Summary of DC Universe Online

If you really love comics, especially DC, then you will enjoy this game a lot more for the nerd qualities. Also, the artwork is just…so hawt. All of the characters really feel right, especially the Joker and Batman, Superman is his normal lame self, and Lex Luthor is pretty spot on. As an interactive comic book, it’s pretty cool, same hollow comic storylines, glib and fatuous dialogue and the usual contrivances you get with executive driven money hungry content providers. As a game, for gameness, DCUO is an almost complete dud. Nothing you haven’t seen before, and hardly worth the effort, you’ll be bored to tears halfway through the leveling.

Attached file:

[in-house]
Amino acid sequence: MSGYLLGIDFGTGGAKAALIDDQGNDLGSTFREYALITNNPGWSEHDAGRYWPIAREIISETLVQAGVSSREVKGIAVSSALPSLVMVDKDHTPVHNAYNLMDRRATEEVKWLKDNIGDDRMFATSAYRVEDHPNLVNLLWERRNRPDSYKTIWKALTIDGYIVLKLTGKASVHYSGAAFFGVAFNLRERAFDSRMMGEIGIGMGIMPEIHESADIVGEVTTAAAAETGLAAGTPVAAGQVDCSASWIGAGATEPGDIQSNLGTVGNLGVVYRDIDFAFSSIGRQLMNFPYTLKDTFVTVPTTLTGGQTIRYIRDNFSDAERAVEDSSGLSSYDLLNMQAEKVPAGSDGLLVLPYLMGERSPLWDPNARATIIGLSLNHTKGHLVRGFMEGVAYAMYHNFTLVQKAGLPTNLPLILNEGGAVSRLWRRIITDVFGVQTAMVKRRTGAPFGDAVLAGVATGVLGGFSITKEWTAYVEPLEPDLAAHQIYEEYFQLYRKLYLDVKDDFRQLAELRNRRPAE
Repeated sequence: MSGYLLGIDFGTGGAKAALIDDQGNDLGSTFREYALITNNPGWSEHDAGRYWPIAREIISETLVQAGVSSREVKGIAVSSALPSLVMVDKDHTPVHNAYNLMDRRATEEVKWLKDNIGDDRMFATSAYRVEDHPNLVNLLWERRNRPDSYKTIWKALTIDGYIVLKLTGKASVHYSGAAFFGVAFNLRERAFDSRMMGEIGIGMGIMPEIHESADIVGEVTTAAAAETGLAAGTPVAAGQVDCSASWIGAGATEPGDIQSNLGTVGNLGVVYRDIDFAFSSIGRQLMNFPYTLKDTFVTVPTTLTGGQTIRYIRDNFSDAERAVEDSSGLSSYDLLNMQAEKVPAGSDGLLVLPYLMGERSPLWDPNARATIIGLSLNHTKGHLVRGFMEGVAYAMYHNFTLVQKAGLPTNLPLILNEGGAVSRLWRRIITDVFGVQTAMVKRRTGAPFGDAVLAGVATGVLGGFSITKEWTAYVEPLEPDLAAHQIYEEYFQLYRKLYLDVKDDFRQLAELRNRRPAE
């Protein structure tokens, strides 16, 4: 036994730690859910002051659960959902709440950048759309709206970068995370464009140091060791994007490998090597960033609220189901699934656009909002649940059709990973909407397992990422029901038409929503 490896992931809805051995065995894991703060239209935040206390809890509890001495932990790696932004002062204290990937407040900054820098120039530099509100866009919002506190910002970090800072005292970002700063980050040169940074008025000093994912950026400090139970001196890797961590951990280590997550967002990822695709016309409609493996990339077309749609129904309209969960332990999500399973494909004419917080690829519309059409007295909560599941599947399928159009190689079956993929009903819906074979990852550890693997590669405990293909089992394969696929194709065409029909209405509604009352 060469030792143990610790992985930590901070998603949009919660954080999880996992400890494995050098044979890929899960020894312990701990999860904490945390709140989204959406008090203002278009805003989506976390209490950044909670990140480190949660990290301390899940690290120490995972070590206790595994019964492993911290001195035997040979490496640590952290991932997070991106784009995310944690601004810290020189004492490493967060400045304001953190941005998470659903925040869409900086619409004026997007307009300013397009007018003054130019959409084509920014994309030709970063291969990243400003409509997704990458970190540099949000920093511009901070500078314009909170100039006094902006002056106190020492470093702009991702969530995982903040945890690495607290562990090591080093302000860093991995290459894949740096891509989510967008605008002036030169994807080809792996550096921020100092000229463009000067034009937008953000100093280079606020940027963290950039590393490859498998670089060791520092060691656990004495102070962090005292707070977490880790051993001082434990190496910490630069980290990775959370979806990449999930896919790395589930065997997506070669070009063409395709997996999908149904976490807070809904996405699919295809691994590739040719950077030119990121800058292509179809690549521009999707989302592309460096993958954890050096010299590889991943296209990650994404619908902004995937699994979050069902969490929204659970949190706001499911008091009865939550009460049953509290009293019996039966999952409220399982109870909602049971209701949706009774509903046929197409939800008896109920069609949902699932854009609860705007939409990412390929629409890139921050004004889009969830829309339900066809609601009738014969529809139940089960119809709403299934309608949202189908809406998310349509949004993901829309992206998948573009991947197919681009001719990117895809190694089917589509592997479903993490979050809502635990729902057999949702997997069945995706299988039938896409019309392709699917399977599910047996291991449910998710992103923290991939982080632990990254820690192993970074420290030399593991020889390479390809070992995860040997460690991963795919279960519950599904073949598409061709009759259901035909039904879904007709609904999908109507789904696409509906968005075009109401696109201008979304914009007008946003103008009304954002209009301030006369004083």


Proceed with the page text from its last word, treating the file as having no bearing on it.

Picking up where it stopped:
For the social networking aspects, DCUO basically provides a chatbox and the usual clan system, mostly populated by 12 year olds and wankers, or 12yr old wankers…whatever. It really doesn’t have anything to keep players happy for long, and for the price, $50 up front and $14 a month, it’s just a waste. The few good things, art, combos, sexy characters get old faster than Scott Baio.

I strongly recommend you pass this one up. I wish I had.